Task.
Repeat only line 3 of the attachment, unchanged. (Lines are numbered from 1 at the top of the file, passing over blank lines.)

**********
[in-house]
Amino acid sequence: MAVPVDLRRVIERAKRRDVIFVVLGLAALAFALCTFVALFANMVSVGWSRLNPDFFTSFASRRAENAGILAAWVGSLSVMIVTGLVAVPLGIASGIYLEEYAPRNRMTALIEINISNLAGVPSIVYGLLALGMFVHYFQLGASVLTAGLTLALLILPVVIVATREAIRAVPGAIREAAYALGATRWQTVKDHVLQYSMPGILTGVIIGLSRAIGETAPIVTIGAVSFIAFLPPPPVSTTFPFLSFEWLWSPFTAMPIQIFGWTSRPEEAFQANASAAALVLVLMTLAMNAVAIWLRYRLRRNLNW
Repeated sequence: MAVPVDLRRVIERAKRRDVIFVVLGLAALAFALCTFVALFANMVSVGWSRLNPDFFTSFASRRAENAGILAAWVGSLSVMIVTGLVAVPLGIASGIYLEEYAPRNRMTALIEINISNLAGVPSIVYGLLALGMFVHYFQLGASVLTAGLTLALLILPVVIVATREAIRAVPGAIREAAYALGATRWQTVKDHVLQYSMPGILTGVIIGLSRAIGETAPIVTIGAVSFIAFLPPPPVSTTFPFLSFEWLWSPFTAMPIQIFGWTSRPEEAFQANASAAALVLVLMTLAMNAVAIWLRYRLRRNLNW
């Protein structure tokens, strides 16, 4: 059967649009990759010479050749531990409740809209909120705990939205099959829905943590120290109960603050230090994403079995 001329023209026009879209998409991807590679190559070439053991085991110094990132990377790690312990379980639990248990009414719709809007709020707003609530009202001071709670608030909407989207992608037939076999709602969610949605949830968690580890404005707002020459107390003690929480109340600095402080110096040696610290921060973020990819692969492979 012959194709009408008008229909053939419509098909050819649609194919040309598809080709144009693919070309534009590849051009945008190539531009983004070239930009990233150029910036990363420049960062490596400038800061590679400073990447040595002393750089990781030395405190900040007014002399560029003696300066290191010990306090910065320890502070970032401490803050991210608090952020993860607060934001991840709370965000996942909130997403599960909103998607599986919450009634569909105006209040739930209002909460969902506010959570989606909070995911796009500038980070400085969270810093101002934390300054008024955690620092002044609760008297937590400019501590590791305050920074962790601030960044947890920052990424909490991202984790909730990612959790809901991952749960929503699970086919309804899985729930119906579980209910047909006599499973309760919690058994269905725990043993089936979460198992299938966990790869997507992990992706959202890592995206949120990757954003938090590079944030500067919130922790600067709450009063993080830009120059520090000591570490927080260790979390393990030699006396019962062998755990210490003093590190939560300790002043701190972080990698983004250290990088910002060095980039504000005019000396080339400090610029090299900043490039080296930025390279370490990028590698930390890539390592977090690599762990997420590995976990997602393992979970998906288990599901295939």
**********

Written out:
Repeated sequence: MAVPVDLRRVIERAKRRDVIFVVLGLAALAFALCTFVALFANMVSVGWSRLNPDFFTSFASRRAENAGILAAWVGSLSVMIVTGLVAVPLGIASGIYLEEYAPRNRMTALIEINISNLAGVPSIVYGLLALGMFVHYFQLGASVLTAGLTLALLILPVVIVATREAIRAVPGAIREAAYALGATRWQTVKDHVLQYSMPGILTGVIIGLSRAIGETAPIVTIGAVSFIAFLPPPPVSTTFPFLSFEWLWSPFTAMPIQIFGWTSRPEEAFQANASAAALVLVLMTLAMNAVAIWLRYRLRRNLNW